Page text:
A free tool from the nonprofit American National Standards Institute can help you value your data and potential liability -- and the amount of insurance you may need. Although designed for healthcare organizations, it can work for any business that handles sensitive data, says Jeremy Henley, insurance solutions executive at ID Experts, a Portland, Ore., breach prevention and response company. "You would put a value on your building or your trucks," he says. "But when it comes to your data, it's hard to do that."

Related: Free Tools for Improving Online Security

Evaluate your security posture.
To manage risk, insurance carriers require policyholders to take reasonable steps to protect their businesses. Large companies have to jump through many hoops to prove this, but most small businesses can answer a simple questionnaire about their operations and existing security measures, says Todd B. Ruback, a Warren, N.J.-based privacy attorney.

An insurer may require you to make improvements, whether by putting additional security technologies in place or training employees to handle private information safely. Improving your security posture can lower your premium payment. Some carriers have web portals providing free security advice, free services like privacy training, or discounted products and services to help get you in shape, Ruback says.

Weigh insurance options.
With more than 30 cyber insurance carriers with different types of policies and prices, comparing them all can be daunting, says Rick Betterley, publisher of The Betterley Report and a cyber insurance market survey. A cyber add-on to an existing liability policy might cost $300 a year while a separate policy could cost $1,000 or several multiples of that, he says. The most affordable route may be a rider for your existing general liability policy, but be sure you are getting the necessary level of coverage.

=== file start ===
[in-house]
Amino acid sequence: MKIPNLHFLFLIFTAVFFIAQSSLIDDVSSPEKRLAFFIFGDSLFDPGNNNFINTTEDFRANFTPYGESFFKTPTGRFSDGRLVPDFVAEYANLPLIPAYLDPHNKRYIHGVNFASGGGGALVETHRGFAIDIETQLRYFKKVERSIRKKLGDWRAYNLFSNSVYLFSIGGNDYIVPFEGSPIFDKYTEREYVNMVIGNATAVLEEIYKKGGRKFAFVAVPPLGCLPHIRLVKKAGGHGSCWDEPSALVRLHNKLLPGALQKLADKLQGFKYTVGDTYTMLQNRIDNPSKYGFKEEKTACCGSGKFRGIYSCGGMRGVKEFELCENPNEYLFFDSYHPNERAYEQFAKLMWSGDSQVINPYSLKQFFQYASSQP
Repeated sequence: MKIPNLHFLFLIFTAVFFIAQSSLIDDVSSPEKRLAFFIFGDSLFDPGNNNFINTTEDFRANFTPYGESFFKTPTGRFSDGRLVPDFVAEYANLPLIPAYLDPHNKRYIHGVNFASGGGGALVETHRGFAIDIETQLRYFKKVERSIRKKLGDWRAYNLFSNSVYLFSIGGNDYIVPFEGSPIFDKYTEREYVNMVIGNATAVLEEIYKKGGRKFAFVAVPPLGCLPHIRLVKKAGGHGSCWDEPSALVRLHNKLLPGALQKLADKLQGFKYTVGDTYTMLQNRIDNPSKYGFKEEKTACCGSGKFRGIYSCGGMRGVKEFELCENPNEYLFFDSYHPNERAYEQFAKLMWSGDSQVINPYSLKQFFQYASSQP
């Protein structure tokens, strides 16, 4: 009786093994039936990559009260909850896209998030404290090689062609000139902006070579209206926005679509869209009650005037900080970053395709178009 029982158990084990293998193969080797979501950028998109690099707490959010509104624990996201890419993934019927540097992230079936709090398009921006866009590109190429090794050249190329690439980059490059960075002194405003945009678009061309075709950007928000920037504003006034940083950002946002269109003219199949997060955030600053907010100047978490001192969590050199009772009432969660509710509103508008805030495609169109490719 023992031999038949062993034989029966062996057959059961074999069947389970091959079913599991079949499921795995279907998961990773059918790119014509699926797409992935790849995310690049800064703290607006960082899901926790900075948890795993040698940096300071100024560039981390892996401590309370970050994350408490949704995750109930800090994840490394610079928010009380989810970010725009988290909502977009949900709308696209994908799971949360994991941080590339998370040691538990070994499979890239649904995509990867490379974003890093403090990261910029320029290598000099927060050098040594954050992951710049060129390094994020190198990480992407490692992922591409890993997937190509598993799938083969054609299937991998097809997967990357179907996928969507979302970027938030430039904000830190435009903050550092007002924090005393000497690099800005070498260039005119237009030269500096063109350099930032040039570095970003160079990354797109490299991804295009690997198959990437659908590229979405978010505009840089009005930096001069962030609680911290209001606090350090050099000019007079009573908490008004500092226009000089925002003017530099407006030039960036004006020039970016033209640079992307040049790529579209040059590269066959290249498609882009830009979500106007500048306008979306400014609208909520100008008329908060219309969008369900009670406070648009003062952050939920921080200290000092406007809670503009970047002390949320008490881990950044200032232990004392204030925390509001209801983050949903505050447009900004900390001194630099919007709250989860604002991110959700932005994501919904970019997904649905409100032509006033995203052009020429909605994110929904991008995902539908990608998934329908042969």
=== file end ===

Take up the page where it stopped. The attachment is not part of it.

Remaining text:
Well-known carriers that insure companies of all sizes include Chartis and Chubb, while carriers that specialize in serving smaller companies include Ace and CNA, Betterley says.

When investigating separate cyber policies, start with a clear vision of the coverage you need, find a knowledgeable broker who can guide you, get multiple quotes and look to carriers with a track record with small companies and your industry.

Related: 7 Tips for Upgrading IT Security

Wavy Line

Riva Richmond is a freelance journalist who has covered technology for more than a decade. She focuses on computer security, privacy, social networking and online business and has written for The New York Times, The Wall Street Journal and other national publications. Previously, Riva was a technology reporter at Dow Jones Newswires and regular contributor to The Journal's "Enterprise" small business column.